As we entered the twentieth century, the invention of electricity created previously unknown possibilities to modern technology. Generators and the utility industries began to light city streets as well as homes.

On/Off controls were installed in manufacturing facilities and production began to increase substantially. For instance, the first mass production of the modern automobile came to fruition, the Model “T”, by Henry Ford in 1908.

Image by: Brandon Cooper: Benchboard

Telephone and Communication

In the late 1800s, there was also much pursuit of a “sound telegraph” or “telephone” as we know it today.

In 1907, the triode, vacuum tube device was invented and that brought about automated switch boards for phone systems, however, the larger the systems increased, the larger the demand for electricity became.

By 1929, 30% of telephone switching was automatic. It would be several more decades before the MOSFET transistor would be created and mass produced that would finally get the radio and communications industry the capabilities it needed to become efficient.

This switching technology in the communications industry was the beginning of what would later be the inspiration for the digital computer.  (Ref-1)


With the discovery of silicon (Si) in 1823, by Jons Jacob Berzelius, another major component was working its way through evolution.

Further work by Tesla’s creation of electrical logic circuits called “gates” or “switches” was another important step.

Finally, the transistor invention beginning around 1947 at Bell Laboratories and improvements upon the transistor for the next decade helped create the first integrated circuits in 1958.

The first microprocessor became commercially available came in 1971 from IBM. (Ref-2)

Looking at this neatly organized relay logic panel, why would you want to replace it with a computer?

Image by: Brandon Cooper: Relays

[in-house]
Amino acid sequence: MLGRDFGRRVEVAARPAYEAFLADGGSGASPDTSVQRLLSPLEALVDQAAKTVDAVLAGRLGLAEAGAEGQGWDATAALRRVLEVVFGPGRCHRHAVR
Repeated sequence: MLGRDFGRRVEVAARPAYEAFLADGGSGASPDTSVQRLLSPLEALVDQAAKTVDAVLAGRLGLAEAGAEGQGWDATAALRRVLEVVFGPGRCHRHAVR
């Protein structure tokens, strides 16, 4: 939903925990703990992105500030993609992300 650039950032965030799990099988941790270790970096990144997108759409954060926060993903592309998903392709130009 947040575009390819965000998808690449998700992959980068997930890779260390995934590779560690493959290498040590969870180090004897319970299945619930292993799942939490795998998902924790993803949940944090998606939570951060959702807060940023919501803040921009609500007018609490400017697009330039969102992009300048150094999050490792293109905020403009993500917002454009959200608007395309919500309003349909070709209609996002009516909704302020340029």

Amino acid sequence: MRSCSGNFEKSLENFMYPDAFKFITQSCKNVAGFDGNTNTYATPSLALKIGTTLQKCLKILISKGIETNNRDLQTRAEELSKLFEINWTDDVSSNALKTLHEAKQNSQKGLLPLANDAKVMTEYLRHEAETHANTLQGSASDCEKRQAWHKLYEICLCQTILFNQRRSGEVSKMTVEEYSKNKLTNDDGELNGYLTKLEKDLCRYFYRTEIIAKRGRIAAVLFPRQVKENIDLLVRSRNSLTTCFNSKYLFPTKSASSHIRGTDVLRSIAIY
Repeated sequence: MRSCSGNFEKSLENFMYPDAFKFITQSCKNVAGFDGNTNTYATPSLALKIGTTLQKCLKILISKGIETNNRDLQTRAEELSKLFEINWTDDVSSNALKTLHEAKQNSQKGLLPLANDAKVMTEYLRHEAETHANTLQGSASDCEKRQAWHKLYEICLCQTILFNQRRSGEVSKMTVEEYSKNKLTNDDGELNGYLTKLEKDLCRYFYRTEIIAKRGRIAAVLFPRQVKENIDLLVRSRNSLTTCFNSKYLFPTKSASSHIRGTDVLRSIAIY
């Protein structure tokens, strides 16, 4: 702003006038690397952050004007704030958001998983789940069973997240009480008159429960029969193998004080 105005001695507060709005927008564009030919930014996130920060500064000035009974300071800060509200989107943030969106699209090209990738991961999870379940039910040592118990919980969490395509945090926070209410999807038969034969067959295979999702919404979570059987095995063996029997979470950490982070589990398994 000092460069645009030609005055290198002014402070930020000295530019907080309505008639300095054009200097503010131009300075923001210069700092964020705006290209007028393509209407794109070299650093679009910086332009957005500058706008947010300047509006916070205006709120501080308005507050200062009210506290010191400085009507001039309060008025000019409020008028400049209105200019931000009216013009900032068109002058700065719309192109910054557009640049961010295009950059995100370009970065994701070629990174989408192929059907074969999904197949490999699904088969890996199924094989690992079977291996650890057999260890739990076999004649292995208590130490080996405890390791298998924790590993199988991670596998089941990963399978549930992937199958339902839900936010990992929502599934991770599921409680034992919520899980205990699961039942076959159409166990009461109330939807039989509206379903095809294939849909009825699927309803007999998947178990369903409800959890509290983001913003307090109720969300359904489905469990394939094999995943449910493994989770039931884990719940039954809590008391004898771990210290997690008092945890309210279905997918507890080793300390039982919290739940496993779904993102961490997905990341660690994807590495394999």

The First PLC (Programmable Logic Controller)

With the automotive industry in the late 1960s becoming more demanding, the drive for automated control systems brought forth the first PLC created by Bedford Associates and named it the “Modular Digital Controller”.

After its initial success, the company changed its name to Modicon (derived from MODular, DIgital, CONtroller).

This “Logic Controller” was programmable by a Graphical Representation of Boolean Logic, which was much preferred to the Boolean Statements that other control systems at the time were using, since the Graphical Representations  resembled the Electrical Ladder Diagrams that engineers were used to using. (Ref-3)


From the inception of electrical circuits, technology has never looked back. With each invention or improvement, the capabilities of automated switching devices became more and more a reality.

It was said the first Modicon PLC that operated in General Motors’ plant reduced downtime for the facility by more than 60% in its first year. This was the needed proof of what could be accomplished when controls were handled by a computer.

Troubleshooting was easier and wiring was simplified and over the next decade other competitors such as Allen Bradley began making PLCs and the field began making them faster and more powerful.  (Ref-3)

Written by Brandon Cooper
Senior Controls Engineer and Freelance Writer

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